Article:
A toddler who died after his pancreas and liver were split in two cannot have received his fatal injuries from bouncing off a bed as his stepfather says, a court has been told.

Joel Loffley has denied murdering his partner's son James Joseph Ruhe Lawrence - known as JJ - while he looked after the two-year-old at their family home in the Auckland suburb of Orakei in November last year.

During a police interview, played to the High Court at Auckland today, Loffley described how he made the bed and "fluffed'' up the blankets while JJ bounced.

"When I've gone to fluff it the last time he's jumped, fallen off the bed and landed on his face, on his chin and his legs have gone up over his head.''


Loffley said JJ was wheezing afterwards but he put that down to the effects of a recent throat infection.

He told the police that JJ had filled his nappy so he gave the child a shower before changing him and putting him to bed.

The 29-year-old said his partner Josephine Lawrence arrived home, and he told her what had happened before going out with his brother. When he came home, he checked on JJ and found that the two-year-old had brown liquid coming out of his mouth.

"And then she screamed and then I screamed, and then I started to panic and then she started to scream.''

Loffley was asked by police if he had ever hit his kids and was responsible for the death of his stepson.

"I never assaulted my kids. I've got a few from assaulting my kids' mums but never my kids, ever, ever my kids. Ever.''

But forensic pathologist Dr Fintan Garavan told the court that he performed a post mortem examination on JJ, and bouncing off the bed could not have caused the toddler's fatal injuries.

During a slide show that included graphic photographs of the dead toddler, Dr Garavan said he found a total of 32 injuries, including evidence of two historic broken arms, a burn, as well as bruises and abrasions.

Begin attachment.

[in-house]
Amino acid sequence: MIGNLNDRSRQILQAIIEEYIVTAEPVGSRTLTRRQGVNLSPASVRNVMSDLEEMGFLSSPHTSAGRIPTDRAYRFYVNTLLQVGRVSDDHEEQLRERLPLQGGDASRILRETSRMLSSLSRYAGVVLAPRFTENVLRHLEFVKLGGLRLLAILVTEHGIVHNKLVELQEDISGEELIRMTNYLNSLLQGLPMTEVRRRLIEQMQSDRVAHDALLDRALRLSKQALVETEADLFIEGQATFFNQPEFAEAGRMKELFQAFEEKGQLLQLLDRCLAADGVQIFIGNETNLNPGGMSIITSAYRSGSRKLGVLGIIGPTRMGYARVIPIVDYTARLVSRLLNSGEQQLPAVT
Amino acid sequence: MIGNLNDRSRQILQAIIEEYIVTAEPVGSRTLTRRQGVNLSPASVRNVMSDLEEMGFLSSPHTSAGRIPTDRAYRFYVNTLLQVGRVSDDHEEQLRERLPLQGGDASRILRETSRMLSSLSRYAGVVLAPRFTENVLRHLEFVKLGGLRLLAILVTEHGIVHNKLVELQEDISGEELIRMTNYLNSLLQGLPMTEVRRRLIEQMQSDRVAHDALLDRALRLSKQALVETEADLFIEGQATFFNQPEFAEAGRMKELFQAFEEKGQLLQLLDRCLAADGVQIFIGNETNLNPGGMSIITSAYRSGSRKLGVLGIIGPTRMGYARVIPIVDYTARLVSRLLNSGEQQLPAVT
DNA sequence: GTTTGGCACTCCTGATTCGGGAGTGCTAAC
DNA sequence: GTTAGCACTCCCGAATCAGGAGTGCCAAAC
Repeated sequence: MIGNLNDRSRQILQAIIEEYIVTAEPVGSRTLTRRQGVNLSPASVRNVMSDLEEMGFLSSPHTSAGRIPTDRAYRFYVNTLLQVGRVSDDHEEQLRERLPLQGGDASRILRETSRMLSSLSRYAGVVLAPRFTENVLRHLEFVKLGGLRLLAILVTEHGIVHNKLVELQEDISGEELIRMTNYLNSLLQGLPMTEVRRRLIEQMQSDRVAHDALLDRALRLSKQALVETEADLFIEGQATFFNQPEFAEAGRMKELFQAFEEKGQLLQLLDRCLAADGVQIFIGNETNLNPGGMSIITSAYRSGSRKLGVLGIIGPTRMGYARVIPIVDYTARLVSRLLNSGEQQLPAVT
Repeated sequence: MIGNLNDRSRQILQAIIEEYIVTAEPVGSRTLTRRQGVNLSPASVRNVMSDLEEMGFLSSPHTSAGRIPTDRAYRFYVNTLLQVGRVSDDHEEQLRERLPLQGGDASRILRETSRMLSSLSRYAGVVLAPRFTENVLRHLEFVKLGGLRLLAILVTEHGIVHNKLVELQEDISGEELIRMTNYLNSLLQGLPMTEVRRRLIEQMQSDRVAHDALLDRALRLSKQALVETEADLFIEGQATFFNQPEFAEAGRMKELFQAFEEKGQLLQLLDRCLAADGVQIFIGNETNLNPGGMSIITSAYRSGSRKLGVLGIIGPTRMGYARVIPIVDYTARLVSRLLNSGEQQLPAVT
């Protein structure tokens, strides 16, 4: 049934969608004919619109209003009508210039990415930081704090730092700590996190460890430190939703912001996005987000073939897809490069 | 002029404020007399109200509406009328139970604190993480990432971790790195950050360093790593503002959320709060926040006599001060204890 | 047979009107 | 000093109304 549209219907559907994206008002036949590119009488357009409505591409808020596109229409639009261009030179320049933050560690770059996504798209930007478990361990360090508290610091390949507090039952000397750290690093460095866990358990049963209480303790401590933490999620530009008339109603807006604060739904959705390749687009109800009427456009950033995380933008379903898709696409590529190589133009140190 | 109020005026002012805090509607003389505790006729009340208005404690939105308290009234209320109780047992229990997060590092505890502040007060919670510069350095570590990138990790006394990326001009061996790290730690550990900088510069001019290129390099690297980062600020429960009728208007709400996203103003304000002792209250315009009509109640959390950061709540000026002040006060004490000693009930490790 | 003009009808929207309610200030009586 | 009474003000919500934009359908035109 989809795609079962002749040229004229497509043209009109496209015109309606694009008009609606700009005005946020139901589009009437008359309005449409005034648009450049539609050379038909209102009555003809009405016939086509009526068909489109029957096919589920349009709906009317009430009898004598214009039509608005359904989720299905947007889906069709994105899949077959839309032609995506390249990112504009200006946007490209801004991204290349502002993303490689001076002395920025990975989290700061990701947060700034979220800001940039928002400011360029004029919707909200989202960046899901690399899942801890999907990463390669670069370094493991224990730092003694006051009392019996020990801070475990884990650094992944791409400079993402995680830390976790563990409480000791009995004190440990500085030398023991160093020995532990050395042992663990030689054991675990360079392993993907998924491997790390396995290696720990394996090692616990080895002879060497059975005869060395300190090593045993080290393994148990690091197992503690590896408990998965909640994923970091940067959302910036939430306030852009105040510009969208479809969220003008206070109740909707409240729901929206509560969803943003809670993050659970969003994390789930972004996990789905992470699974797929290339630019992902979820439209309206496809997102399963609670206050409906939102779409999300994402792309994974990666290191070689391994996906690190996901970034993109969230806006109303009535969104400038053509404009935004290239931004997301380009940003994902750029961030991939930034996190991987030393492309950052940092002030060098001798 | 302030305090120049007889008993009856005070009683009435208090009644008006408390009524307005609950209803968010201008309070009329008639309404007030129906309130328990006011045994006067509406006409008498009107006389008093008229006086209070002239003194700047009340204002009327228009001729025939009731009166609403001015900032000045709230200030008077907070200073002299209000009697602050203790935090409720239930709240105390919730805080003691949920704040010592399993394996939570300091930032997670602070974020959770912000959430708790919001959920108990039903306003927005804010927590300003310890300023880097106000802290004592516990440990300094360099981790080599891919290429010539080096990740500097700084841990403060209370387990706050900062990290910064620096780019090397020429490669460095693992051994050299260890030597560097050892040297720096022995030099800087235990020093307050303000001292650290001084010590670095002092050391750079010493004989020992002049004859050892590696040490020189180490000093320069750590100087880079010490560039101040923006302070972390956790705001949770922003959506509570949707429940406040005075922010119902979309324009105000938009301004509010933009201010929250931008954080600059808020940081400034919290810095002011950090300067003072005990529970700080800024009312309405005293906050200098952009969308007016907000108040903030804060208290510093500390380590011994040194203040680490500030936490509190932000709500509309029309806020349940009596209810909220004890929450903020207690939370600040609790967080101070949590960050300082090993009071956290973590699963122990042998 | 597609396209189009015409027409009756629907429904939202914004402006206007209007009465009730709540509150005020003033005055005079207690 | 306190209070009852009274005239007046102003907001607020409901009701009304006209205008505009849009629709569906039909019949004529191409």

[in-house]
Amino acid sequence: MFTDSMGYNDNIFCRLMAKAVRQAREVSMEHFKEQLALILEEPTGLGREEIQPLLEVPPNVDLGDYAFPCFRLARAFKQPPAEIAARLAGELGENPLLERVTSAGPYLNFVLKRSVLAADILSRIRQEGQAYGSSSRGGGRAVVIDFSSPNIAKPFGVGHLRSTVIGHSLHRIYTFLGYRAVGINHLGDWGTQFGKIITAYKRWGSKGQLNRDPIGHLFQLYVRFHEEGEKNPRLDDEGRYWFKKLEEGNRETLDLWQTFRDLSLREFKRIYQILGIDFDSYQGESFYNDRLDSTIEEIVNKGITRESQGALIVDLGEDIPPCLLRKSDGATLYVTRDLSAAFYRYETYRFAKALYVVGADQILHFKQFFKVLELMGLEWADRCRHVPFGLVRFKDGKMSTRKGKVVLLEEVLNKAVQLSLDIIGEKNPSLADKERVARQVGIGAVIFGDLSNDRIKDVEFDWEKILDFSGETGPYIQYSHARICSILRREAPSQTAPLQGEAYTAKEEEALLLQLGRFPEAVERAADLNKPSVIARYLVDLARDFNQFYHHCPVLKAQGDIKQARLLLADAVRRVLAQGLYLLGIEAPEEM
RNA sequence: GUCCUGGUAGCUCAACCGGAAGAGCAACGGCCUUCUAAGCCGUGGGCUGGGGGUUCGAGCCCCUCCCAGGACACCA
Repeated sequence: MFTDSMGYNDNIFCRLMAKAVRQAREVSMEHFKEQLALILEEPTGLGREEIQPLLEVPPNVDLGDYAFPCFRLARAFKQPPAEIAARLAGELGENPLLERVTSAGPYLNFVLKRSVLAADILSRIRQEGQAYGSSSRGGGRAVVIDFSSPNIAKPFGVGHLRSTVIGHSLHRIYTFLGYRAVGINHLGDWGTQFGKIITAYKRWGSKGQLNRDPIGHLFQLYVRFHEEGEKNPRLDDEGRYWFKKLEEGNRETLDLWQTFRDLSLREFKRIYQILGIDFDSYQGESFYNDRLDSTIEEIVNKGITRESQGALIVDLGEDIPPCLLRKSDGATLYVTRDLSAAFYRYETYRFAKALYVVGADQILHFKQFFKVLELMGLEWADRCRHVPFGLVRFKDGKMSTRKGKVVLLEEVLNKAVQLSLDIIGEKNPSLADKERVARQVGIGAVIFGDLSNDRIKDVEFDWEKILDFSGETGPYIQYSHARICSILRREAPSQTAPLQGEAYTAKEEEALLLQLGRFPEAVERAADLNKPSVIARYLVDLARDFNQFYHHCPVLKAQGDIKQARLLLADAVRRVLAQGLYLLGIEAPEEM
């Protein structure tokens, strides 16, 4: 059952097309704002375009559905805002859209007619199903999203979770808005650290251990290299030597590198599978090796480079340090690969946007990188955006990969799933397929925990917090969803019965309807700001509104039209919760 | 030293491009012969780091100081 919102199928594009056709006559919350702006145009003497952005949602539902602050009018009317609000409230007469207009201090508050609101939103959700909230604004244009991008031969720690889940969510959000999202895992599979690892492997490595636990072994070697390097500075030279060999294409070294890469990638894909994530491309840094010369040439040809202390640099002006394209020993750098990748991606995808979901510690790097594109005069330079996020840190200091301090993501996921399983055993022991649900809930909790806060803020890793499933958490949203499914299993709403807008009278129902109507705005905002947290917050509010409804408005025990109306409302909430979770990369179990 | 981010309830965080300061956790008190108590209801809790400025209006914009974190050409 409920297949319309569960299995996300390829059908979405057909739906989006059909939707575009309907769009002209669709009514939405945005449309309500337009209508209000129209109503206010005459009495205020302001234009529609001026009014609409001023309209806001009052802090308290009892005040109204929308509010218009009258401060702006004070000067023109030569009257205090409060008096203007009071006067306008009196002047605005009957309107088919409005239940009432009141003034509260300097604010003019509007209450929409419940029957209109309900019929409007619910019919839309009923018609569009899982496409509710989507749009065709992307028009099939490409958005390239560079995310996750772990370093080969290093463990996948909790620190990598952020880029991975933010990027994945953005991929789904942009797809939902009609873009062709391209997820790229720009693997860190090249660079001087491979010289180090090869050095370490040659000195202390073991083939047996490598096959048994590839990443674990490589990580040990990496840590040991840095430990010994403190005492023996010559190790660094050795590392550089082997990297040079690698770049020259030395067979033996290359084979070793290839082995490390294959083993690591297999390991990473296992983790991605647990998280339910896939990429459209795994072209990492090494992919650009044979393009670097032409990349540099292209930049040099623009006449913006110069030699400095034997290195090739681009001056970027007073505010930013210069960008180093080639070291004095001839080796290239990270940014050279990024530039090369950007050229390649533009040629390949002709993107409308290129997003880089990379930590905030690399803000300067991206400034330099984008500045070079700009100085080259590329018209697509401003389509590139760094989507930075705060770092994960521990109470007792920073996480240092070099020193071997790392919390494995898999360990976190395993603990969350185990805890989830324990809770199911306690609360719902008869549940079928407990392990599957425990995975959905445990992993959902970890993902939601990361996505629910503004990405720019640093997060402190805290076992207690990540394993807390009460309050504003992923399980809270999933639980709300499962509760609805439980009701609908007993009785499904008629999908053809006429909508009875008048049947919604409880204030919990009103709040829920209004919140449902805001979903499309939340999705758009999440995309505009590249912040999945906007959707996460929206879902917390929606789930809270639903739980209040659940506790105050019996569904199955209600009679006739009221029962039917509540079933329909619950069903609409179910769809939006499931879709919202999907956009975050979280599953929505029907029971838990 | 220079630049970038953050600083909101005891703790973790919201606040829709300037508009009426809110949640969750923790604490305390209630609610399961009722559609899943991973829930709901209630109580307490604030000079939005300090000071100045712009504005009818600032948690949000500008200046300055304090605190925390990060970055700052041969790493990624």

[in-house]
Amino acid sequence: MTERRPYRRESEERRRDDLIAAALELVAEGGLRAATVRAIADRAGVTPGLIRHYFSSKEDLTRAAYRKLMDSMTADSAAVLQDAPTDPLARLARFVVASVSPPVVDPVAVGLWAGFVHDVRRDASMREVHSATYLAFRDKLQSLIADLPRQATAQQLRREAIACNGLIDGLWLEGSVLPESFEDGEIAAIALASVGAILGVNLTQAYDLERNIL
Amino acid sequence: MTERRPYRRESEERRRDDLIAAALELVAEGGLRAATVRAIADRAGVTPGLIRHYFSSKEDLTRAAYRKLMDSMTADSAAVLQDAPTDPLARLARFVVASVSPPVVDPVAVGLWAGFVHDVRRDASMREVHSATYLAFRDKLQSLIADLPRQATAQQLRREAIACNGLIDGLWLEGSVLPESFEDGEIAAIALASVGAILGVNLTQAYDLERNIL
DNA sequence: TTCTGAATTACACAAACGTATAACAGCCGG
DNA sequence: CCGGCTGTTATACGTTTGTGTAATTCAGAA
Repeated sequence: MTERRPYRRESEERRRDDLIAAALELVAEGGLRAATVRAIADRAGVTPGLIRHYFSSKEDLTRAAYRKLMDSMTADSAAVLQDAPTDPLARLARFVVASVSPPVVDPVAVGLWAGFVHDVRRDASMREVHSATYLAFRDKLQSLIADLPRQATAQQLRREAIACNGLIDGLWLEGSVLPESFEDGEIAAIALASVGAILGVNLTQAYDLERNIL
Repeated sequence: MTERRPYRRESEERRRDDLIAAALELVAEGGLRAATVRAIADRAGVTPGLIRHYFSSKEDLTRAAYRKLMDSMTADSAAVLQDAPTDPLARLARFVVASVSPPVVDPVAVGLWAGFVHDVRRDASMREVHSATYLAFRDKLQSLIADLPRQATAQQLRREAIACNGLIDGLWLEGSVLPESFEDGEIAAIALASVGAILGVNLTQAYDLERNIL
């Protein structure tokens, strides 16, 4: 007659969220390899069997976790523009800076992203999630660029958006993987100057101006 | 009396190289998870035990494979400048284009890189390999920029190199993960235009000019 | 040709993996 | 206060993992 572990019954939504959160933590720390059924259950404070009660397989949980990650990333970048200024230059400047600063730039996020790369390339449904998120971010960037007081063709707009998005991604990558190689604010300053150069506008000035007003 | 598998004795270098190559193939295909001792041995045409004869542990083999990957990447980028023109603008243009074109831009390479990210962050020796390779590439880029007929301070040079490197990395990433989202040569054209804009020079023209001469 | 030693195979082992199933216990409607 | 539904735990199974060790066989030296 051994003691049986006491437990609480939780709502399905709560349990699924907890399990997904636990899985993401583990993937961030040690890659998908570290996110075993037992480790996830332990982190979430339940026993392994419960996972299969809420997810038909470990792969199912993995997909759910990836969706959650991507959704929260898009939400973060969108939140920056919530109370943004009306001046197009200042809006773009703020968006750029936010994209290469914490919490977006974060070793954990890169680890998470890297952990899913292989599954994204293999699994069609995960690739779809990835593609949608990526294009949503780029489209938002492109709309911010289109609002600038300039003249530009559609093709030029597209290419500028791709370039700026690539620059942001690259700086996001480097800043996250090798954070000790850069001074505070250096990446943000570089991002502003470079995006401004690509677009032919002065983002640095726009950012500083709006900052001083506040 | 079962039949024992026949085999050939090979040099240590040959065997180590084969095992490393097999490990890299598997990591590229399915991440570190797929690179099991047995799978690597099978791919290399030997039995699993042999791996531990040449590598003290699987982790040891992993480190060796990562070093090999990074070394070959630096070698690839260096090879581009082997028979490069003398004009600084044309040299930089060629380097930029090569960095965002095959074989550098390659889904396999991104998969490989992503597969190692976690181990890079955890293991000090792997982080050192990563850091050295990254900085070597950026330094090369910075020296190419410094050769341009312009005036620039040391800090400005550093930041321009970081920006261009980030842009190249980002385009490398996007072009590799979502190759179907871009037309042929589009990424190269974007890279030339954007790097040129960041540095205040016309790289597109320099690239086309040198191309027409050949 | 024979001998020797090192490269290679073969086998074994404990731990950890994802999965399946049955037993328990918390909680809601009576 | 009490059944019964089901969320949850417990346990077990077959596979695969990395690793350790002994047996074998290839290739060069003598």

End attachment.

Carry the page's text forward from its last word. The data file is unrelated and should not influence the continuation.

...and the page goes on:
But none of those injuries caused JJ's death. Dr Garavan said an internal examination revealed the toddler's pancreas and liver had been severed by being forced into the child's spinal column.

He said he had seen children with abdominal injuries who had been kicked by a horse, fallen two storeys or been involved in high-speed car crashes, and none of them had a severed pancreas and liver.

Crown prosecutor Phil Hamlin asked if bouncing off the bed could have caused the fatal injuries.

The doctor replied that it may explain an abrasion under the child's chin but not the abdominal injuries.

Under cross-examination from Loffley's lawyer Roger Chambers, Dr Garavan was asked if the injuries could have been sustained if the child collided with the base of the bed.

Dr Garavan responded: "The physics just doesn't add up. It doesn't provide an adequate explanation.''

He said if it were possible, "there would be an awful lot of children in hospital with abdominal injuries''.

Another scientist, ESR forensic toxicologist Samantha Coward also gave evidence to the court today, and said cannabis had been found in the child's blood.

She said the evidence suggested that the child had injested cannabis recently but she could not say how recently.

The trial continues.